Условия истинности модальных предложений в логике У. Оккама
The article deals with the Malcolm’s version of the ontological argument and its variation proposed by Hartshorne. It also highlights some "eternal" problems which are to be faced by everyone who wish to consider the ontological argument as a purely logical proof.
In the present paper we continue our analysis of some problems related to different ontologies. We focus on possible worlds semantics (PWS) as a framework for analyzing basic theological questions as they are put by contemporary analytic theologians (e.g. A. Plantinga). The article upholds some ideas that are key for successful research in the field of contemporary analytic theology, namely: 1) the need to clarify the ontology before investigating its particalar issues; 2) the importance of distinguishing between modalities de dicto and de re; 3) recognition of untranslatability between different ontologies as a starting point of contemporary research for "scholastic" questions.
The axis of the publication is the impact of the late medieval logical and metaphysical theories upon the hermeneutical methodology in the exegetical practice of one of the most prominent Biblical scholars of that period - John Wyclif (1320/1324-1384), his opponents and predecessors. One of the major conclusions drawn in the article is that the late medieval interpretation of the biblical allegory as a predicative relation demonstrates the pertinence of the 14th century exegetical writings analysis in the context of the pivotal problem of the 20th century logic - the problem of the interplay between ontology and the logical analysis of language (B. Russell, G. Frege, etc.).
The article deals with the interaction between the Ciceronian program of ideal language of the restored ancient rhetoric and the Early-modern project of a comprehensive and ground-breaking epistemological reform, that of the ‘science of the singulars’, in the Mario Nizolio’s pivotal treatise ‘On the true principles of philosophy’ (1553). The main goal of this ambitious reform was to shift the focus of the rational science, episteme in the Aristotelian sense of the term, from the universal notions to the individual things; a décalage fraught with far-reaching consequences not only for the epistemology and metaphysics, but for the ethics and politics as well.
The article considers the Views of L. N. Tolstoy not only as a representative, but also as a accomplisher of the Enlightenment. A comparison of his philosophy with the ideas of Spinoza and Diderot made it possible to clarify some aspects of the transition to the unique Tolstoy’s religious and philosophical doctrine. The comparison of General and specific features of the three philosophers was subjected to a special analysis. Special attention is paid to the way of thinking, the relation to science and the specifics of the worldview by Tolstoy and Diderot. An important aspect is researched the contradiction between the way of thinking and the way of life of the three philosophers.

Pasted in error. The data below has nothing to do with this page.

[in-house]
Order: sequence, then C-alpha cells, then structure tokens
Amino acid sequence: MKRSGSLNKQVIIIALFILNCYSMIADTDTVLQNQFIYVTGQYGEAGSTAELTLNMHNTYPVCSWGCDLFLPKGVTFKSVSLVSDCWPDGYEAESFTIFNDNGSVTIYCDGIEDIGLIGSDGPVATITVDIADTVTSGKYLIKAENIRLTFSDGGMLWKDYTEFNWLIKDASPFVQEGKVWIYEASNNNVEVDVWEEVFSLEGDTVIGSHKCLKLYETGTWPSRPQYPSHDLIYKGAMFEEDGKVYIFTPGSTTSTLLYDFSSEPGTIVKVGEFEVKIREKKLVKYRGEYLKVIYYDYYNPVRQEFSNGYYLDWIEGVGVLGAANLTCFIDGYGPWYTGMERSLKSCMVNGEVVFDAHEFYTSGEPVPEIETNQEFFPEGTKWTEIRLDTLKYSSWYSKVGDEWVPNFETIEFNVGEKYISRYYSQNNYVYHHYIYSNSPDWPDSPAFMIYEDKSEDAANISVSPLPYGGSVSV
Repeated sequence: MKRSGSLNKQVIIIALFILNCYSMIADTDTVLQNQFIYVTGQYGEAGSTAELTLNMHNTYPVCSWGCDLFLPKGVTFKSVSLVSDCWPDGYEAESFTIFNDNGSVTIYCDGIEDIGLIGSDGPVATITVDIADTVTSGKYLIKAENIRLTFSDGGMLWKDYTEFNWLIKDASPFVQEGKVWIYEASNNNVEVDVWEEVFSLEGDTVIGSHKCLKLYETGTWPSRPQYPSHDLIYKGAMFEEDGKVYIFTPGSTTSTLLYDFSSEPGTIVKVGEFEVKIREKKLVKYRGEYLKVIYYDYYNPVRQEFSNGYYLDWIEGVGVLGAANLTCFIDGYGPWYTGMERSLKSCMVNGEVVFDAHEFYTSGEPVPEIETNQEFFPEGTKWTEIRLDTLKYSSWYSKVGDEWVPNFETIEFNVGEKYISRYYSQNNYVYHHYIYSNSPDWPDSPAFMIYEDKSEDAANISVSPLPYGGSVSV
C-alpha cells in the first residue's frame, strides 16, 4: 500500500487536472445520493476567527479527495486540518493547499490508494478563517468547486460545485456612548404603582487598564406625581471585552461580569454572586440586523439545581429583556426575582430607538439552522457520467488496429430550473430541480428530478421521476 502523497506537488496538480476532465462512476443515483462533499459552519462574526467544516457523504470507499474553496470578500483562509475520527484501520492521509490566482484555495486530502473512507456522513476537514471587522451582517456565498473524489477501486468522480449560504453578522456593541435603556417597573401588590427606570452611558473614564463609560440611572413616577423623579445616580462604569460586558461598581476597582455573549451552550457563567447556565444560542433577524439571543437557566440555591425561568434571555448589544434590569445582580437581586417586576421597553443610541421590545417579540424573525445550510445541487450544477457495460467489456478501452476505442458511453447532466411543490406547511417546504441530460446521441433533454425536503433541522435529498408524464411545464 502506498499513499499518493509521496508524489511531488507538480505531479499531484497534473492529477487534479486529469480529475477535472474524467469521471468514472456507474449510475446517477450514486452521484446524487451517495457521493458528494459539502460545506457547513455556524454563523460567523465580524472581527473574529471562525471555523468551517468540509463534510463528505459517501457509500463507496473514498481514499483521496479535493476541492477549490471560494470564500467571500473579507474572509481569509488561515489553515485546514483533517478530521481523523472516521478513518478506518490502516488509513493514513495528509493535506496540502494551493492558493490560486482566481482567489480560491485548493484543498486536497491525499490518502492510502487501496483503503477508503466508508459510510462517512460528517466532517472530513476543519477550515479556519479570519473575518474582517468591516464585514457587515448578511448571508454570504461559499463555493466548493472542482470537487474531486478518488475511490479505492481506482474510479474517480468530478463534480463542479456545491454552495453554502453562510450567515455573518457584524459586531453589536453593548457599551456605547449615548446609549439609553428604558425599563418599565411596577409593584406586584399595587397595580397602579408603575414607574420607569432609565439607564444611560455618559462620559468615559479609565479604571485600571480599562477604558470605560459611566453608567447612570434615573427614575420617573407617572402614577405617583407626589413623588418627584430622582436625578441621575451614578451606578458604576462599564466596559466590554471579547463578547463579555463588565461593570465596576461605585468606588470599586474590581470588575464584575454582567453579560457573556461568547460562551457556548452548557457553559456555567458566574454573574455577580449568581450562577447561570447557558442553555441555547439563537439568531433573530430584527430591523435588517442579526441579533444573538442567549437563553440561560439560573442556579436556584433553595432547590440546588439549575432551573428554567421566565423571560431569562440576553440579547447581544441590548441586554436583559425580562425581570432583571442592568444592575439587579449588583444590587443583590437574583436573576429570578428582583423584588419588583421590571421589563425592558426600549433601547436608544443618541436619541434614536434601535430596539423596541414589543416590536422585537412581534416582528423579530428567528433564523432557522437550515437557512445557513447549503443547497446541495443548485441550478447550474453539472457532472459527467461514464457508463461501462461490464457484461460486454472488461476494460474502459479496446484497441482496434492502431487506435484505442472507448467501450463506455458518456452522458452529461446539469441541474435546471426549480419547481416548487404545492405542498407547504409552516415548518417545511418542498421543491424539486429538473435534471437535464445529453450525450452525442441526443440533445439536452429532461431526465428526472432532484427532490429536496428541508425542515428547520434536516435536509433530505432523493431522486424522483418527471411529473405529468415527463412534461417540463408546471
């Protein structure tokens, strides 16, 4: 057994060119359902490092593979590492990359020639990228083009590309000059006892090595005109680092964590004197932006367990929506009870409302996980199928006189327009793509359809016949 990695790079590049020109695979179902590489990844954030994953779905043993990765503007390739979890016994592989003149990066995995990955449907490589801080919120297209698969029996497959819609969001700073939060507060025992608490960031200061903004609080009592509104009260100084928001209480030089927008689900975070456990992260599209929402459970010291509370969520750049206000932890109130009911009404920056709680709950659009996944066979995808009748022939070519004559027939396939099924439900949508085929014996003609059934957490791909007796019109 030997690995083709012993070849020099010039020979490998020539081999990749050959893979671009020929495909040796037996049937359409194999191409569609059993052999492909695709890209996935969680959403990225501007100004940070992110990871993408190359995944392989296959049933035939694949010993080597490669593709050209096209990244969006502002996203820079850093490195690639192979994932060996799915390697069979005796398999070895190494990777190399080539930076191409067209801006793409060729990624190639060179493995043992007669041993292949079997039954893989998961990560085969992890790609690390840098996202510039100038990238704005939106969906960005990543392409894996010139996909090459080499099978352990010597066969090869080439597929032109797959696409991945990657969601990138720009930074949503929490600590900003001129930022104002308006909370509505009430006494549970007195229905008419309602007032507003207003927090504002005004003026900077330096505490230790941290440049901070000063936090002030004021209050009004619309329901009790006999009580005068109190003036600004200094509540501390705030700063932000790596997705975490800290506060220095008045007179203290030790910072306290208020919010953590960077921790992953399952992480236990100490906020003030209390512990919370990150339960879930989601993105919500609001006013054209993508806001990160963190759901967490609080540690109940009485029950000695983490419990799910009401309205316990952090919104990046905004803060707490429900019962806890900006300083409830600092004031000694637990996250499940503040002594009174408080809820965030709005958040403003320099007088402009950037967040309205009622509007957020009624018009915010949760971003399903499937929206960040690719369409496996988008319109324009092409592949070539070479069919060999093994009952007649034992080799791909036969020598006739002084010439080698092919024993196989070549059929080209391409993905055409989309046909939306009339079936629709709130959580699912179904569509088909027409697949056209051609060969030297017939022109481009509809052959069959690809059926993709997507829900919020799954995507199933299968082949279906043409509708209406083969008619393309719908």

Tolstoy's transition from rational perception of life to its religious and existential bases is shown. Tolstoy gradually moves away from the idea of a natural man to the idea of a man, who living the commandments of Christ. Starting from the educational worldview, Tolstoy ended by creation of religious and philosophical doctrine, which were relevant for the 20th century.
This important new book offers the first full-length interpretation of the thought of Martin Heidegger with respect to irony. In a radical reading of Heidegger's major works (from Being and Time through the ‘Rector's Address' and the ‘Letter on Humanism' to ‘The Origin of the Work of Art' and the Spiegel interview), Andrew Haas does not claim that Heidegger is simply being ironic. Rather he argues that Heidegger's writings make such an interpretation possible - perhaps even necessary.
Heidegger begins Being and Time with a quote from Plato, a thinker famous for his insistence upon Socratic irony. The Irony of Heidegger takes seriously the apparently curious decision to introduce the threat of irony even as philosophy begins in earnest to raise the question of the meaning of being. Through a detailed and thorough reading of Heidegger's major texts and the fundamental questions they raise, Haas reveals that one of the most important philosophers of the 20th century can be read with as much irony as earnestness. The Irony of Heidegger attempts to show that the essence of this irony lies in uncertainty, and that the entire project of onto-heno-chrono-phenomenology, therefore needs to be called into question.
The article is concerned with the notions of technology in essays of Ernst and Friedrich Georg Jünger. The special problem of the connection between technology and freedom is discussed in the broader context of the criticism of culture and technocracy discussion in the German intellectual history of the first half of the 20th century.